French pensions battle escalates

The French government has signified its intention to force through its full frontal assault on public sector pensions, in the face of overwhelming public opposition and the massive strike wave that has rocked the country. Peter Manson reports

Despite last weekend’s huge demonstrations and fresh walkouts involving hundreds of thousands of strikers in several sectors, the council of ministers agreed to place its pensions bill before the national assembly on June 10. In a statement that flies in the face of reality, social affairs minister François Fillon told reporters that the government was “keeping the promises it made to the French people” and ensuring that French pensions were the “most generous in Europe”.

In actual fact, the Fillon bill will force public sector workers to continue paying contributions for an extra two and a half years - the qualification period for a full pension is to be extended from 37.5 to 40 years. Either that or their pension will be cut. The period will be further extended to 42 years by 2020, if Fillon is allowed to get away with his ‘reform’. The effect would be to take the age of retirement well beyond 60 in practice.

On Sunday May 25 more than half a million workers descended on Paris, while tens of thousands simultaneously took to the streets in numerous towns and cities, the largest demonstration being in Marseilles, Lyons, Bordeaux and Toulouse. Then, in the days that followed, renewed strikes were launched affecting hospitals, government ministries, including employment and taxation, the post office and France Télécom, air traffic control and sewerage workers. (To add to the government’s problems, farmers called demonstrations against reform of the EU common agricultural policy in four provincial towns.)

Also highly significant were the walkouts in education on May 27. Here, in addition to the dispute over pensions, workers are fighting the government’s decentralisation plans - the first move in its attempts to break up and privatise the periphery, with the subsequent extension of casual and contractual working, involving thousands of job losses. There were mass rallies in all major cities and the port of Cherbourg was blockaded with burning barricades.

According to a poll in Le Parisien Dimanche, the May 25 demonstration enjoyed 65% support - giving the lie to the claim that the government is acting in the interests of the majority. “Eleven million voters approved the government’s programme,” minister Patrick Devedjian alleged, referring to the general elections of a year ago, when, in the aftermath of Jacques Chirac’s presidential victory with the support of most of the left, who voted ‘against Le Pen’, the right was swept to power and the revolutionary left marginalised.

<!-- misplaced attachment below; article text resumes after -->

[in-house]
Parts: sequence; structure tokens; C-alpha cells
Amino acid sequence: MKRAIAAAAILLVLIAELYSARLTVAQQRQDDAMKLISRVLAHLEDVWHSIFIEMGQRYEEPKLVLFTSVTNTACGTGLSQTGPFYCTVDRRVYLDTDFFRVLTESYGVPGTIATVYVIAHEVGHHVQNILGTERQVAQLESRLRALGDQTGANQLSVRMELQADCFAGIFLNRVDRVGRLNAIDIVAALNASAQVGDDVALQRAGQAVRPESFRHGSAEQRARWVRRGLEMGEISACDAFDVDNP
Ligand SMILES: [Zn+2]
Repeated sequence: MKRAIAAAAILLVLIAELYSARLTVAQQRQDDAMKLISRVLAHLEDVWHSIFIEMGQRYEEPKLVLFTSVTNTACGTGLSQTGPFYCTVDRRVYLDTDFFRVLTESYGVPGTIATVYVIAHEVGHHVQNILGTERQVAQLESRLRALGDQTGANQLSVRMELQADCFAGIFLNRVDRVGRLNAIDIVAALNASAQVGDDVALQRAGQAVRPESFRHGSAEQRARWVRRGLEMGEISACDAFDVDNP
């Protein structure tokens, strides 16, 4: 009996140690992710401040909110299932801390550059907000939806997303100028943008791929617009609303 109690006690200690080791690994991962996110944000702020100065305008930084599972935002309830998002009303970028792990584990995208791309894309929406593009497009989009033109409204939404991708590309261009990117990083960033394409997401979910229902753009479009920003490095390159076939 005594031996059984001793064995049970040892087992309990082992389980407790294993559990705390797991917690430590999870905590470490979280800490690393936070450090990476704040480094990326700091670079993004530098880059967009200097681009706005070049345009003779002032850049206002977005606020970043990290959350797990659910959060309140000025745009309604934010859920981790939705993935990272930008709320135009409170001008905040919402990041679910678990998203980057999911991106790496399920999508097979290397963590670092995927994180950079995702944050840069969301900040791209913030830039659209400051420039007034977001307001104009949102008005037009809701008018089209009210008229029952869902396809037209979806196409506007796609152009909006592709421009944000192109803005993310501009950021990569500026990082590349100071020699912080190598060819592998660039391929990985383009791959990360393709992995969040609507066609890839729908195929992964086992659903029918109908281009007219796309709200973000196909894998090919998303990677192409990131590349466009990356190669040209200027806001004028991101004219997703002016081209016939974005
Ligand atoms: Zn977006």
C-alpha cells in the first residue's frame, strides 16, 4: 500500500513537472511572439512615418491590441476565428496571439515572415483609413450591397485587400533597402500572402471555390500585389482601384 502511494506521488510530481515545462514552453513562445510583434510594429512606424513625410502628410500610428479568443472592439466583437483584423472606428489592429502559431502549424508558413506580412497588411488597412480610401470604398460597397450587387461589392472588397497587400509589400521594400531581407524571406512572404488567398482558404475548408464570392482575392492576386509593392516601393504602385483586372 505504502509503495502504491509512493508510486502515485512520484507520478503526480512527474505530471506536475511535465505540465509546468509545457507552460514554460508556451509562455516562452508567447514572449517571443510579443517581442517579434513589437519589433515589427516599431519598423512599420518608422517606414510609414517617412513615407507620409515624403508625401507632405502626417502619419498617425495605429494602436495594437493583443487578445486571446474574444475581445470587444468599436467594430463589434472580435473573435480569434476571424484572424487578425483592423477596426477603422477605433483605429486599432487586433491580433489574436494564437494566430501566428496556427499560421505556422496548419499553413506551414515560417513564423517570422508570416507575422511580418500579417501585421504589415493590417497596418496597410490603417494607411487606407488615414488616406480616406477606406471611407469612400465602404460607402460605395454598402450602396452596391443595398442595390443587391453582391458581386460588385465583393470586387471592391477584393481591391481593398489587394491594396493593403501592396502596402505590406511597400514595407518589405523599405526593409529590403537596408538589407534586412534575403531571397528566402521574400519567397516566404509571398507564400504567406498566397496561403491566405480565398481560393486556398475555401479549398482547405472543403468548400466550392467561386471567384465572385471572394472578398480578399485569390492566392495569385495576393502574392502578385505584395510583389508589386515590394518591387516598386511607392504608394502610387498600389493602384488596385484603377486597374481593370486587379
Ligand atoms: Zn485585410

However, the mass opposition to Fillon - irrespective of how workers voted in May 2002 - is much broader than the public sector itself. Thousands of workers employed by major transnational companies joined the big Paris demonstration despite the fact that Fillon-type ‘reforms’ had already been imposed upon the private sector in 1993. One Renault worker told Le Monde’s reporter that the government was “trying to exploit the inequalities between public and private to divide us, but this time we’re not having it” (May 26).

The four main union federations representing workers rebelling against Fillon had agreed that if the council of ministers gave the pensions bill the go-ahead they would immediately meet “to examine ways of escalating the movement”. However, the situation is not all plain-sailing. Firstly France’s second largest union centre, the Confédération Française Démocratique du Travail, not only refused to call its members out, but actually signed an agreement with the government accepting the reforms. Thankfully thousands of CFDT members have ignored this treachery and joined the strikes and demonstrations.

Secondly, the main federation, the Confédération Générale du Travail, traditionally led by the Parti Communiste Français, has so far dragged its feet in attempting to coordinate union members across the various sectors. For example, while education has been out since May 27, the CGT told its transport workers to hold back until after Ascension Thursday (May 29)! So the unlimited national transport strike will not begin until next week (June 2 for trains and June 3 for the Paris metro). A “total stoppage” has also been called in inland revenue at the same time.

The workers’ resistance to the attacks fronted by Chirac, Fillon and prime minister Jean-Pierre Raffarin have clearly been hindered by the existence of so many rival union centres. Nevertheless, the anger is so widespread and deeply felt that there is every possibility that union bureaucrats - of left, right and centre - will be forced into line with their members’ wishes.